Secretiveness and the element of surprise in announcing decisions marks the Modi style of diplomacy. From being a voluble politician, he became a reticent statesman... But the diplomatic dance is performed on thin ice and his adroitness is still to be proved, says Ambassador T P Sreenivasan.
A mixed bag of triumphs and trials in foreign policy marked the first hundred days of the Modi government.
The list includes an unprecedented invitation to SAARC leaders and the prime minister of Mauritius to attend the swearing-in of the new government, a visit to India's steadfast friend, Bhutan, support to BRICS and its new bank, assertion of friendship to Russia, stress on economic and commercial ties in a meeting with the Chinese President, a signal that India would be even handed between Israel and Palestine, even while reiterating support for the Palestinian cause, meetings with three ministers from the United States, rejection of the WTO Agreement as it endangers food security plans in India, a historic visit to Nepal, an invitation to the world to manufacture in India and a decision to resume the dialogue with Pakistan and its cancellation and shying away from signing a trade agreement with ASEAN.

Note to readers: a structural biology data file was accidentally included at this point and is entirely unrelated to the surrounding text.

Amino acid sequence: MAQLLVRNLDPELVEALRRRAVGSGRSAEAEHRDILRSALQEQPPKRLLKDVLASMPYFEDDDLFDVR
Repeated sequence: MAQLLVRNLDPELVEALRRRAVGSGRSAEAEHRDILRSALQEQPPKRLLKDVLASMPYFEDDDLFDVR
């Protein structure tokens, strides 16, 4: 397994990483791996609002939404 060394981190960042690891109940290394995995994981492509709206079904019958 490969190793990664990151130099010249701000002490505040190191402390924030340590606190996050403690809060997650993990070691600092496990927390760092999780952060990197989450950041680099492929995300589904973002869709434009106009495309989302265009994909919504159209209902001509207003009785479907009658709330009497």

As he completes a hundred days, Modi has paid a game changing visit to Japan and on the cards are meetings with the leaders of Australia, China and the US.
A new comer to diplomacy, Modi has taken care to stress continuity, but without making it a fetish. He let the MEA mandarins prepare their briefs and used them to great effect in his conversations, echoing more or less the same language that Dr Manmohan Singh used.
The strategy is to appear steadfast in the consensus positions, which have evolved over the years. Instead of formulating and announcing new policies in advance, he has decided to let his thinking to evolve as he meets world leaders and measures the efficacy of the present policy.
For the present, he spoke about terrorism to Pakistan, the need for a political solution of the Tamil issue to Sri Lanka, illegal migration to Bangladesh and generally stressed the primacy of India in South Asia.
Continuity for him is an anchor, as he comes to grips with each situation and develops his own nuance for it. Like in the case of the nuclear doctrine, which the Bharatiya Janata Party had vowed to review, he has resorted to the argument of continuity and national consensus to gain time.